At a time when morale among teachers is at an all-time low because of unrelenting criticism, anything that uplifts their spirit is welcome (“I Should Have Thanked My Teachers,” The Wall Street Journal, Sep. 23). I’m referring now to the remarks made by Fay Vincent, the commissioner of Major League Baseball from 1989 to 1992.
Belatedly, he realizes the debt he owes to two of his former teachers and sadly his failure to thank them when they were still alive. The truth is that teachers never make the classroom their career to become affluent. They do so to try to leave an indelible imprint on their students. Of course, not all succeed. But those who do deserve every student’s gratitude. Doing so would uplift teachers’ spirits more than anything else.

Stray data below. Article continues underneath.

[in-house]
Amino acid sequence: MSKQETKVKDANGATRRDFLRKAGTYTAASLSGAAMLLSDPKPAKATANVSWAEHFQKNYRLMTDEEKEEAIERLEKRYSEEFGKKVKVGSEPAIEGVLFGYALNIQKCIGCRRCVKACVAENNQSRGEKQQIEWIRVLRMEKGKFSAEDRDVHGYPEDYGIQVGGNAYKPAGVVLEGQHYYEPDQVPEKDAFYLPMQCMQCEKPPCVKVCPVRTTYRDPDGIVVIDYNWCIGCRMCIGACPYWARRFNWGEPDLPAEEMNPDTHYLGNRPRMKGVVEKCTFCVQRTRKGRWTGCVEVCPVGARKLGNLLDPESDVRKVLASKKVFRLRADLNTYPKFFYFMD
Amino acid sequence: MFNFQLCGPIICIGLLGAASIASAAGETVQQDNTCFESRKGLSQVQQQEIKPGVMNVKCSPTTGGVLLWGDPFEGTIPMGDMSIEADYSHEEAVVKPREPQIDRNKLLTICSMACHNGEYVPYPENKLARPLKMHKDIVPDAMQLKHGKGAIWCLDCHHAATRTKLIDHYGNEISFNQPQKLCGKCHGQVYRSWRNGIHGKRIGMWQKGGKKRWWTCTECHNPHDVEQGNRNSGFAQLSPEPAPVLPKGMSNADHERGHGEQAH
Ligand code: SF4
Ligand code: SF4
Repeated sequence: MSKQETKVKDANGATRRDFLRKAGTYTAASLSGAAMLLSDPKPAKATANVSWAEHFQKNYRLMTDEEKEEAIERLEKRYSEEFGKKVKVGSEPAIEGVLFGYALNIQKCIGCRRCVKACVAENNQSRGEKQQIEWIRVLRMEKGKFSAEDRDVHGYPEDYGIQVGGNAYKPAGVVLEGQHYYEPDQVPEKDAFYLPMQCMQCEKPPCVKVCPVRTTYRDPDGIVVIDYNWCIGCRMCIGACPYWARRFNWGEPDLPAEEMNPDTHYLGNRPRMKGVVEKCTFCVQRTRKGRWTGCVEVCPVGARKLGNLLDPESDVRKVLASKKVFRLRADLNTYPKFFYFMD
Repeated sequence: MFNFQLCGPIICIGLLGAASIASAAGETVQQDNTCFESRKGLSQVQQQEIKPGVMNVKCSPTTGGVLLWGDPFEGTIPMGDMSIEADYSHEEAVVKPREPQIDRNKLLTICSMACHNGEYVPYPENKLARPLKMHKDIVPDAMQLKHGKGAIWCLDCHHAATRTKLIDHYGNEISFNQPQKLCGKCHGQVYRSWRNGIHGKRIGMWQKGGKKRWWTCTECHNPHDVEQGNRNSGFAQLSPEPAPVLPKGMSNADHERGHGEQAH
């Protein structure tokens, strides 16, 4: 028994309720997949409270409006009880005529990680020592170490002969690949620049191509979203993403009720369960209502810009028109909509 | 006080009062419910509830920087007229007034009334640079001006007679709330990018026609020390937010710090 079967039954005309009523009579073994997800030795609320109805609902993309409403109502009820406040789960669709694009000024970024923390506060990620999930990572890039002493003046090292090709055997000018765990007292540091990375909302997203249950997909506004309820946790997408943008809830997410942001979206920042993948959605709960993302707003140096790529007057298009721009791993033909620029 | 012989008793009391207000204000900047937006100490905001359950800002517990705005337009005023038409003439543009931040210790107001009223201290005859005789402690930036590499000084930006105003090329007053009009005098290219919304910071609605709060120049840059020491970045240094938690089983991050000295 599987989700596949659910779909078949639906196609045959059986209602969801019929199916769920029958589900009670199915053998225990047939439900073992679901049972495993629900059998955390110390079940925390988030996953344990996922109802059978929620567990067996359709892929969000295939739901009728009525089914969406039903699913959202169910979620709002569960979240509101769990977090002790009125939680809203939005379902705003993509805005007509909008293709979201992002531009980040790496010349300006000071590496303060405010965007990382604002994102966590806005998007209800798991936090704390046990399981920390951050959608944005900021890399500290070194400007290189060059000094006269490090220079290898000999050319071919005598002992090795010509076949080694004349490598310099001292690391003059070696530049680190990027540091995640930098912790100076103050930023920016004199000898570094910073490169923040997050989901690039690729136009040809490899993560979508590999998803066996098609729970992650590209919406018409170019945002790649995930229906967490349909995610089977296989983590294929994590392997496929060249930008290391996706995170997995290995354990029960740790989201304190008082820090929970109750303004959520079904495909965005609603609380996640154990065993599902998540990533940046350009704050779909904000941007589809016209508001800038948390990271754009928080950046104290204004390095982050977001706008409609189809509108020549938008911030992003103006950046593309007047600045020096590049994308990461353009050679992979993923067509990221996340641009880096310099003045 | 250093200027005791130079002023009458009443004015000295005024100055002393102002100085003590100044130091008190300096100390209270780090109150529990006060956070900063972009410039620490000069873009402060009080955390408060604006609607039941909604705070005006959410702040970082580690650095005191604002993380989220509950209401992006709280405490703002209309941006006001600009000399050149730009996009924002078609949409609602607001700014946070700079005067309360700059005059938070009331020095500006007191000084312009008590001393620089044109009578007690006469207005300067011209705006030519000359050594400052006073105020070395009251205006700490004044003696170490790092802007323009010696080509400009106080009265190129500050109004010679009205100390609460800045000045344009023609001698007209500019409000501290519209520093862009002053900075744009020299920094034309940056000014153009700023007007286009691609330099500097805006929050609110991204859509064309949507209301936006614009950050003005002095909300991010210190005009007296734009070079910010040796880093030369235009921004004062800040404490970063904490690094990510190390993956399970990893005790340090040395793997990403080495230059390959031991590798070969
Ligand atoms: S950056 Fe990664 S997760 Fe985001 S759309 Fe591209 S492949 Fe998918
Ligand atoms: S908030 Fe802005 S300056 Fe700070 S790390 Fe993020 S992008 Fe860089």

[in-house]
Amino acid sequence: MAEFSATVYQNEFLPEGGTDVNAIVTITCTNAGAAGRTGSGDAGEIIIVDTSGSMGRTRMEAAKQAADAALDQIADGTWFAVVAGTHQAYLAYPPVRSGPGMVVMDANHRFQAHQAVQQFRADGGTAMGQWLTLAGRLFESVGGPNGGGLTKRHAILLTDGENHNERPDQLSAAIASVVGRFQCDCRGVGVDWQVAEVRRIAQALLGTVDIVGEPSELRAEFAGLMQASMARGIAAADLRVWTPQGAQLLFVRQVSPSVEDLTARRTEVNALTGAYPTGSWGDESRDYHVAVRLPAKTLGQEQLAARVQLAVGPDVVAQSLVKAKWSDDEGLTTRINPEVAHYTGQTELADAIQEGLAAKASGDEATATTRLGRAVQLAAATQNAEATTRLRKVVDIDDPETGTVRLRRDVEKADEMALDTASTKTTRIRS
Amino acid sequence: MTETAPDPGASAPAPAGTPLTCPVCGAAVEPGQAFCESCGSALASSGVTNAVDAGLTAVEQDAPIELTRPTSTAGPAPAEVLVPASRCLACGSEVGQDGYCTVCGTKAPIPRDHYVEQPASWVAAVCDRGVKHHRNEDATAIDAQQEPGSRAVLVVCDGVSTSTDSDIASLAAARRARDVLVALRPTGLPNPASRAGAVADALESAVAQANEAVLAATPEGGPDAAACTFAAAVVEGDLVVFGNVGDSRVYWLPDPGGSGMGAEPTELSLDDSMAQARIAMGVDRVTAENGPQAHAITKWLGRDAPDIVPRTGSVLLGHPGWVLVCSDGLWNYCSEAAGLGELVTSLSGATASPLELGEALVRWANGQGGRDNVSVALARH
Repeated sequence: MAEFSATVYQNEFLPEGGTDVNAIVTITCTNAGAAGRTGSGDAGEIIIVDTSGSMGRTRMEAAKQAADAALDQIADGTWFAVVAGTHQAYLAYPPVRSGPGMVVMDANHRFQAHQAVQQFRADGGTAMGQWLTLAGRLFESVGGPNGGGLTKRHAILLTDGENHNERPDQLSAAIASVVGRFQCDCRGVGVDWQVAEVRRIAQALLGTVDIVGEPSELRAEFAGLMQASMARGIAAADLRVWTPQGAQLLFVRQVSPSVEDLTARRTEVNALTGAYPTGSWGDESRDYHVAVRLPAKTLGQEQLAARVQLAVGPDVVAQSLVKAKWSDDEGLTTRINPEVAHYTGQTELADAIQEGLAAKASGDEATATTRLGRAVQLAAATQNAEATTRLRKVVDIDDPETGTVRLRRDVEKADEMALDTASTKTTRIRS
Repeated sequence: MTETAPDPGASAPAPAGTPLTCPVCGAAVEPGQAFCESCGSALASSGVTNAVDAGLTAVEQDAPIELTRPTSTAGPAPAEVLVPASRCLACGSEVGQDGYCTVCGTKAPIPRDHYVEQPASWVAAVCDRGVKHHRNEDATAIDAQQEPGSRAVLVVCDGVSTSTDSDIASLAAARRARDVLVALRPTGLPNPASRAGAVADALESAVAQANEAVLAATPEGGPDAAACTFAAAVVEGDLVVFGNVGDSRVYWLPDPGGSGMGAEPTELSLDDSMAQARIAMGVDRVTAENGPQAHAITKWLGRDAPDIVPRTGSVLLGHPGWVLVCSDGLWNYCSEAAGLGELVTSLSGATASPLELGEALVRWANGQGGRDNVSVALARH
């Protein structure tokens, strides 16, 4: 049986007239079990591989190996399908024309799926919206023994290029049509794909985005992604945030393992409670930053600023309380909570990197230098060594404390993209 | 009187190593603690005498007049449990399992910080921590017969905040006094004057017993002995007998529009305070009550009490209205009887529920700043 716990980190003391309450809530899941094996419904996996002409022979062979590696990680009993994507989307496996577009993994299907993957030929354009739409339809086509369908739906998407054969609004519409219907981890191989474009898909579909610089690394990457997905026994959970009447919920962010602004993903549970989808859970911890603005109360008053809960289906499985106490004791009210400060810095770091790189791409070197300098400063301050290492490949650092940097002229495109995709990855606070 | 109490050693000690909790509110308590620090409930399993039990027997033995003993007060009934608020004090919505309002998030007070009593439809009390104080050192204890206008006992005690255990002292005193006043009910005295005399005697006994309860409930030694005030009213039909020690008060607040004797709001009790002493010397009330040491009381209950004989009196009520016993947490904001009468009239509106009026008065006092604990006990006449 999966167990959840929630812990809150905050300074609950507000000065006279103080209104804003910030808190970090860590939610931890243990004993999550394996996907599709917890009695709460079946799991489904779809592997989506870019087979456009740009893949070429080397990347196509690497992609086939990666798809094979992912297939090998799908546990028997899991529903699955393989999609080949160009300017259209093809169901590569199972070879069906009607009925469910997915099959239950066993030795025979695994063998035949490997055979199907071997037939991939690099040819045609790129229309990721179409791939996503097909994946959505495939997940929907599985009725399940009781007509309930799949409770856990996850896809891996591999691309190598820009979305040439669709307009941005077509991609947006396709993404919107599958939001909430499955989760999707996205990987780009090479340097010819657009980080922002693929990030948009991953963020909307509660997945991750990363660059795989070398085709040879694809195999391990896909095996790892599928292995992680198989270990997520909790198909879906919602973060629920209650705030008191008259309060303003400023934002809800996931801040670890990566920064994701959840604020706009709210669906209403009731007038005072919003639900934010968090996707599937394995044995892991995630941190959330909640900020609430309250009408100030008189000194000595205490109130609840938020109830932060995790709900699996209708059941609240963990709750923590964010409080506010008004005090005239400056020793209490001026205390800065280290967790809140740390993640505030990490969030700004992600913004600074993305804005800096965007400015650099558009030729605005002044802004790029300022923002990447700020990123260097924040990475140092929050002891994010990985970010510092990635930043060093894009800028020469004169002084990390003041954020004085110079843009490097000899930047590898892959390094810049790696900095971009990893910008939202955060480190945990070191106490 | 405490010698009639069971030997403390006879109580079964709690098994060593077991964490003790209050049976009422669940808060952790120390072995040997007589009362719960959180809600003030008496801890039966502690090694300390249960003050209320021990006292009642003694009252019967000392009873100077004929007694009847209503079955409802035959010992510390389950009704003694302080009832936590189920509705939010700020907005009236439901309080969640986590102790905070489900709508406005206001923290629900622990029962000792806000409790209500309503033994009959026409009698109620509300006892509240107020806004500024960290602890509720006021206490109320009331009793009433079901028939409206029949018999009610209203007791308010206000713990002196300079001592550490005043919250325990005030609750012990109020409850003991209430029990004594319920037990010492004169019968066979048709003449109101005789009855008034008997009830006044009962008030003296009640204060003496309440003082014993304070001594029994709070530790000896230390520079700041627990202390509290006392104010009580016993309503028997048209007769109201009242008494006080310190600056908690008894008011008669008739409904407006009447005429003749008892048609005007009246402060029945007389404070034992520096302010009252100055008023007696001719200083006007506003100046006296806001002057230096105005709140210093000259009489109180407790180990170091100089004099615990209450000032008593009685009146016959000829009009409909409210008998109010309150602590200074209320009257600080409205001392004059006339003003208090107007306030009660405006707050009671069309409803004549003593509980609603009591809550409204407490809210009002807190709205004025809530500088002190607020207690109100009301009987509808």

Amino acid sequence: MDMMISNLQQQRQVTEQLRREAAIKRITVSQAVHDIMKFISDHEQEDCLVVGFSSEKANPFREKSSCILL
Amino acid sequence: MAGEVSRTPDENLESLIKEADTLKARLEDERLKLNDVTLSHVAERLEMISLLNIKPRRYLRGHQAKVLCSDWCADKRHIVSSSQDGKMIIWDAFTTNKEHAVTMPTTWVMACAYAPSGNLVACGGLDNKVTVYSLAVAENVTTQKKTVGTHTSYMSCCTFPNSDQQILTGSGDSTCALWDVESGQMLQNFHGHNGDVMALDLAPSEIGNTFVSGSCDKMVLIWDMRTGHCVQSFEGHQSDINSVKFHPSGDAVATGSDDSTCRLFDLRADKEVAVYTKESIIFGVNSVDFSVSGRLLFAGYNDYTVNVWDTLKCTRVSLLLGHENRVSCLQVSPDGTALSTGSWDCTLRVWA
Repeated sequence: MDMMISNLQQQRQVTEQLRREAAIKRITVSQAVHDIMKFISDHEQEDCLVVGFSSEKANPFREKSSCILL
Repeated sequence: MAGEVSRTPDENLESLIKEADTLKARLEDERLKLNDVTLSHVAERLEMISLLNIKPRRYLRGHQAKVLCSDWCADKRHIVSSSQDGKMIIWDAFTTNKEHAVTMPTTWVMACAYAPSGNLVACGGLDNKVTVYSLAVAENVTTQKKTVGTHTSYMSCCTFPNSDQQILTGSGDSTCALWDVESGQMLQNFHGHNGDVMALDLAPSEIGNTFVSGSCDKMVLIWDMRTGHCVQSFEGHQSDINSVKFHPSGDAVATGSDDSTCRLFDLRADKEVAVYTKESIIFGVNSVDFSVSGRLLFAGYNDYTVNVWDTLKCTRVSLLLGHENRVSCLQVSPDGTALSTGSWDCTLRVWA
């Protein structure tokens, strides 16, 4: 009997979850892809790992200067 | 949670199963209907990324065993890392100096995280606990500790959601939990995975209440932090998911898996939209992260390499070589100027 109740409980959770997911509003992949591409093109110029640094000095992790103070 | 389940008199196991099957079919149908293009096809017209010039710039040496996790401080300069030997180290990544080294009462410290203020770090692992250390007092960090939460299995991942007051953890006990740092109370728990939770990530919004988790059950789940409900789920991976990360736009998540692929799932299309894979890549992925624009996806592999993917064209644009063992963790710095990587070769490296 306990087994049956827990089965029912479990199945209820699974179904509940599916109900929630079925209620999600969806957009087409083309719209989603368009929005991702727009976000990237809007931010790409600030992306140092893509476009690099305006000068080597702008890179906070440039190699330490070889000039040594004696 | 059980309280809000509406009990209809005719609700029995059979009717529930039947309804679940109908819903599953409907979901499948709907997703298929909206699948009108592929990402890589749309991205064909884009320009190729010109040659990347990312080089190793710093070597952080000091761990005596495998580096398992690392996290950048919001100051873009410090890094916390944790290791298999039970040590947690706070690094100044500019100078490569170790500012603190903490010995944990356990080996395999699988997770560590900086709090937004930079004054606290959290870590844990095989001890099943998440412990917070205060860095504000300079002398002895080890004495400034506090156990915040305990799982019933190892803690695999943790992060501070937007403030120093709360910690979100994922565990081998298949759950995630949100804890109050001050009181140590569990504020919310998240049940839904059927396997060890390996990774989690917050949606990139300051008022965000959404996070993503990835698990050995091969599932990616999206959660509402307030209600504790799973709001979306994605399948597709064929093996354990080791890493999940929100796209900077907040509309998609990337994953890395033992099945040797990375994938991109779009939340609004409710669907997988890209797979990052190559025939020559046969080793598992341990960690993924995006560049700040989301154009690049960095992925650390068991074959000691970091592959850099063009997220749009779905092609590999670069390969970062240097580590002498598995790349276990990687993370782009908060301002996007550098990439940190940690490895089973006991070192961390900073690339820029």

Like Vincent, I had two great teachers in high school. I owe my fluency in Spanish to Anne Phillips, who taught me more in three years with her than several professors did in college. Fortunately, I wrote her a letter before she died expressing my appreciation. I still have her reply in my safe deposit box. I’m glad I did.
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